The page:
That Was Easy- Training in Zone 1 & 2 to Build Aerobic Capacity

When, why and how to train “easy” to maximize your aerobic benefit in triathlon.

When, why and how to train “easy” to maximize your aerobic benefit

Easy. Zone 1. All day pace. Extensive endurance. Light. 

All of the above are common words we use to describe easy endurance pace aerobic training. None are wrong. As a newer athlete (and even some of us older ones…) learning the value of Easy training is critical. If you stick around this sport long enough, you will find MOST of your training in that range. 

Slow Down Buddy

I know…you are a “hard charging, Type A who loves to train” the old “no pain no gain” mentality. Well ya know what, chill out. 

There have been hundreds of studies on elite endurance athletes, and the one thing that sticks out as a general consensus is that over 80% of their training time is done at a very easy pace (relative to their ability). 

The east African runners are famous for the “Kenyan shuffle”. In nordic skiing we call it a “ski walk”. I bet if a local pro cyclist came to your town, you could easily keep up with them on their Easy days. The saying is, “We go 30k per hour on easy days on the flats. Then also 30k per hour uphill on the hard days”. Good athletes spend a lot of time training “Easy”. 

For newer multisport folks, you are inundated with all sorts of technology to make training better. It’s a great time to be an athlete for sure…but, be ok keeping things very simple for a good long time. 

If I had my choice, new athletes would go off of three simple zones. all based on the modified Borg RPE scale of 1-10, with 9-10 being “all out” 80-85% of their training would be in that first, Easy zone.

  • Easy – about a 1-3 on the RPE scale
  • Steady – about a 3-6 on the RPE scale
  • Strong – for efforts >6 on the RPE scale 

But Why Slow, I Just Wanna Go Fast

As a new athlete, you will make LOTS of improvement over many months if you stick to solely Easy with the occasional Steady session. Heck, even us elder statesmen of the sport can get a long way with that schema, we tend to just go a bit quicker at those zones. 

We know that aerobic adaptations happen on a curve. Sure, you can get a bit more of some of those adaptations by training in a higher zone…but along with those adaptations come things like – increased fatigue, increased inflammation, more carbohydrate usage, etc. 

In addition, lower zone training helps develop different energy systems, helping athletes better utilize fat and even lactic acid for fuel and be less reliant on glycogen. 

There are even some studies that show doing too many of those sessions might actually set back basic aerobic development. Triathlon (especially long course triathlon) is MAINLY an aerobic sport. The rule of thumb is always – keep easy days easy, so the hard days can be hard. 

So What Does Easy Mean?

Now how do we qualify “Easy”, you ask? 

From a subjective standpoint, it’s pretty simple – we use the “talk test”.

Basically, it means can you at any time in the session, carry a complete and unbroken conversation? If the answer is “yes” I’d guess you are VERY close to the correct range. If you answer “no” then you are trending into the Steady and maybe even Strong zone. 

Now let’s try to quantify Easy with some paces or technology.

All Training: 

Generally, for a heart rate based session, we would say any session with an average heart rate (HR) of ~77-80% of threshold HR or lower, is a truly Easy session. Remember HR can be affected by many things like – caffeine, sleep status, hydration, heat, etc., so be mindful of that. If you are doing an Easy day on the first 90 degree summer day, your HR will be high. This is a sign of stress to the body and reason enough to ease up a bit.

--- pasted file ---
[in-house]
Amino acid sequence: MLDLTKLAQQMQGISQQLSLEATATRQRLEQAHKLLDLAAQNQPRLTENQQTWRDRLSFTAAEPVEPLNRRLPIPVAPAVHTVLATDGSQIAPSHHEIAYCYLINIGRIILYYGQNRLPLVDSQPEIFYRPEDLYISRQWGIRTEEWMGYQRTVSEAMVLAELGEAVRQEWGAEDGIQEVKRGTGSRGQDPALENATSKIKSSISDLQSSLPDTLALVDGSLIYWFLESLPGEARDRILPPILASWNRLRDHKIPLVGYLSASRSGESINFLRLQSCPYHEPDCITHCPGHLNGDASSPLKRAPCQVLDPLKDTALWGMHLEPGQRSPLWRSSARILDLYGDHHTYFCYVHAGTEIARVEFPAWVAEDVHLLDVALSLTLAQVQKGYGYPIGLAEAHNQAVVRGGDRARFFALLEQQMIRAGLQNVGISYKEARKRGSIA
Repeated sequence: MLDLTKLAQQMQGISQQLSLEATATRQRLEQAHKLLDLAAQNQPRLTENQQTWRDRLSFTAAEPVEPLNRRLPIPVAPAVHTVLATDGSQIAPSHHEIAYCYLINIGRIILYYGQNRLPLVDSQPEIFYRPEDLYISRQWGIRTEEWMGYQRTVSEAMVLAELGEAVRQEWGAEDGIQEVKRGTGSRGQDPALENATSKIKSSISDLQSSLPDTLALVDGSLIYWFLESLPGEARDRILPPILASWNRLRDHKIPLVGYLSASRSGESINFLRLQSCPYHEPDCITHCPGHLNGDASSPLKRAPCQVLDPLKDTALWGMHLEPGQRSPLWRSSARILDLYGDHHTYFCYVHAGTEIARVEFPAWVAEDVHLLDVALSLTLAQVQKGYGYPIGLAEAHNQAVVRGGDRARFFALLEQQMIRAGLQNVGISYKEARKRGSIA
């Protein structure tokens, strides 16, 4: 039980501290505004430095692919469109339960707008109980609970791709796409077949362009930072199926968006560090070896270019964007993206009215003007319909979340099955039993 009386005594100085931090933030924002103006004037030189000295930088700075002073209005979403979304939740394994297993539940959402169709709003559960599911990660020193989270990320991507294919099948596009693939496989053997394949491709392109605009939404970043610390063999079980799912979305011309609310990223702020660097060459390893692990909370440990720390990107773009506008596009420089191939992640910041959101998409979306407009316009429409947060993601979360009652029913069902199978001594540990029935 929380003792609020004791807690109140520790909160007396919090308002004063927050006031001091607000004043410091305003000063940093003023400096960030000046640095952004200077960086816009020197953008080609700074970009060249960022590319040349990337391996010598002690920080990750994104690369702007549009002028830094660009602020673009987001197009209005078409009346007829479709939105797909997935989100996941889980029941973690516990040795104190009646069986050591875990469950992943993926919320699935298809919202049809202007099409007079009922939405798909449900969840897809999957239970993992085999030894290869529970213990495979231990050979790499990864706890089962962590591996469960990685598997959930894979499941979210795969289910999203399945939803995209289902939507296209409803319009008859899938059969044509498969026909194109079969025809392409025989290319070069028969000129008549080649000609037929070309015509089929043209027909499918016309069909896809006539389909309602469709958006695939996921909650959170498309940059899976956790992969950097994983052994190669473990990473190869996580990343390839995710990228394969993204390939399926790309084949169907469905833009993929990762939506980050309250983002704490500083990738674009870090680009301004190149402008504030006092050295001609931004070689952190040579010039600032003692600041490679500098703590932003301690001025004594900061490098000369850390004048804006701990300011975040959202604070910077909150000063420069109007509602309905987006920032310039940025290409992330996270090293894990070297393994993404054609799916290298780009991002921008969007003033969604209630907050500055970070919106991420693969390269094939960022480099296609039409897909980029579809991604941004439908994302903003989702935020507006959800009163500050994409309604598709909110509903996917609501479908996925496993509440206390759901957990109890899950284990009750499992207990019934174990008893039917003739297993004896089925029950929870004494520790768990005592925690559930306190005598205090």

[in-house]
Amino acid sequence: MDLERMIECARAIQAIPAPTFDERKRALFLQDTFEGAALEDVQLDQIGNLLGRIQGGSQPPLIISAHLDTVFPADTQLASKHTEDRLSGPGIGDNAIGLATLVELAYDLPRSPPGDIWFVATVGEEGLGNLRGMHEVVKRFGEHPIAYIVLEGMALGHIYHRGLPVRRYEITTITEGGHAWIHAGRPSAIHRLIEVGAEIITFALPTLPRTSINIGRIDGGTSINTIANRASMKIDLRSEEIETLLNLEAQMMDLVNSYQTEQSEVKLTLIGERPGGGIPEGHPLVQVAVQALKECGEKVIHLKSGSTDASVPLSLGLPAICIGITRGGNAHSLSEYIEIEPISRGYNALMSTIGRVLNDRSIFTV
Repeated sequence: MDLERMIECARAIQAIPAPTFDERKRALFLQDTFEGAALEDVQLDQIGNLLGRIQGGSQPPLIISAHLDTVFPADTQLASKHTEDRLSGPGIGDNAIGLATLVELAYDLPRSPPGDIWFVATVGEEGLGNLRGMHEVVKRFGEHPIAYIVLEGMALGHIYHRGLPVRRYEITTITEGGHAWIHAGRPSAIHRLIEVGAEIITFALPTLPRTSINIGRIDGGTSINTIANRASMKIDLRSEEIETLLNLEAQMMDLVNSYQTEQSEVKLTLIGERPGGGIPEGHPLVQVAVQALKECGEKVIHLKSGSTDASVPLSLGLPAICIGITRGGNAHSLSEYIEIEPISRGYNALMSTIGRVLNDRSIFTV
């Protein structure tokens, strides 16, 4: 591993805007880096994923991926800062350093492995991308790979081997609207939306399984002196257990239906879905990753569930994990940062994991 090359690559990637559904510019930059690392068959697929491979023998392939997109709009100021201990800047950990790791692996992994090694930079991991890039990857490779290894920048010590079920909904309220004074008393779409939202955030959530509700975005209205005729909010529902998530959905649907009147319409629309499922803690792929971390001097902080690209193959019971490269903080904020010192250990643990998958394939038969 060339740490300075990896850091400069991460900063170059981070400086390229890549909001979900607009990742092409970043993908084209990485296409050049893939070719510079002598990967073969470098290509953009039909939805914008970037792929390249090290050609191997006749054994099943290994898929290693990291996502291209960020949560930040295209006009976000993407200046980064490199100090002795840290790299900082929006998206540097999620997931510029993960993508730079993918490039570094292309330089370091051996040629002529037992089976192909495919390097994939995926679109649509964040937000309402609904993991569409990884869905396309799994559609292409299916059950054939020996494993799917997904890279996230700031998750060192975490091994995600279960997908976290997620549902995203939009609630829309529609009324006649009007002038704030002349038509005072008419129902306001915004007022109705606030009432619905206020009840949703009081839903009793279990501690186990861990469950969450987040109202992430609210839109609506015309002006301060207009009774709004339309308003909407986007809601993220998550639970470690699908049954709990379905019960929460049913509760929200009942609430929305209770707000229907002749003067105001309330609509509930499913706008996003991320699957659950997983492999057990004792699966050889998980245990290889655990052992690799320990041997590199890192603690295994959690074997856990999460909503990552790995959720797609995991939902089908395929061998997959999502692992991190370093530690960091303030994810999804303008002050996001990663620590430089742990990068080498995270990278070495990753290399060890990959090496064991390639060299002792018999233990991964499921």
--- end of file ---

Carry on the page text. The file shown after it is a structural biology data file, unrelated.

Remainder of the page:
You have a pace clock right on the pool deck and a known distance.  If your 10 x 100 best average is  1:30/per 100 pace, then we would back off about 5-7sec per 100 for a truly Easy swim set or session. Swimming has a small delta between Easy and Strong because the water is constant and if you go much slower technique breaks down. If you find you cannot maintain good form, add a pull buoy or some “cheater shorts” to those easy sessions. 


For cyclists with power meters, you have a great tool to quantify the training. But…we often want to chase watts (heck we all like higher watts, no?). So, while I prescribe more rate of perceived exertion (RPE) and HR for really easy days, if you can keep average power at or BELOW 60-65% of functional threshold power (FTP), it’s going to be a pretty easy day. 


On the runs, you can use RPE and HR. If you have run some events you can use an online Vdot Calculator to spit out some training zones for you. Usually a good starting point is somewhere around 1:45 to 2:00 minutes per mile SLOWER than your average pace from a recent 5K.  

If you are super technical and have access to an invasive test like an Inscyd or Lactate based ramp test – then easy for you is very near 1mmol of blood lactate. 

In summary – be ok with Easy training, it should be your default range if life gets stressful, if you feel extra tired or if you lack “mojo”. You get good adaptations there with limited negative responses. Trust YOUR instincts on what Easy should feel like and then use your technology to validate those ranges during or after sessions. If you do that often, you will become a better athlete over a gradual amount of time and enjoy the process of doing so. 

. . .

Kurt Perham is the Founder and Head Coach of PBM Coaching. With an endurance sports career spanning nearly 30 years, Kurt has done and seen it all. He has raced at a high level in cycling, triathlon and nordic skiing. Kurt has worked with athletes of all abilities, from first timers to IM World Champions. Kurt continues to race and train at a high level as a Masters athlete, all while balancing his passion for sport with the raising of his 3 children.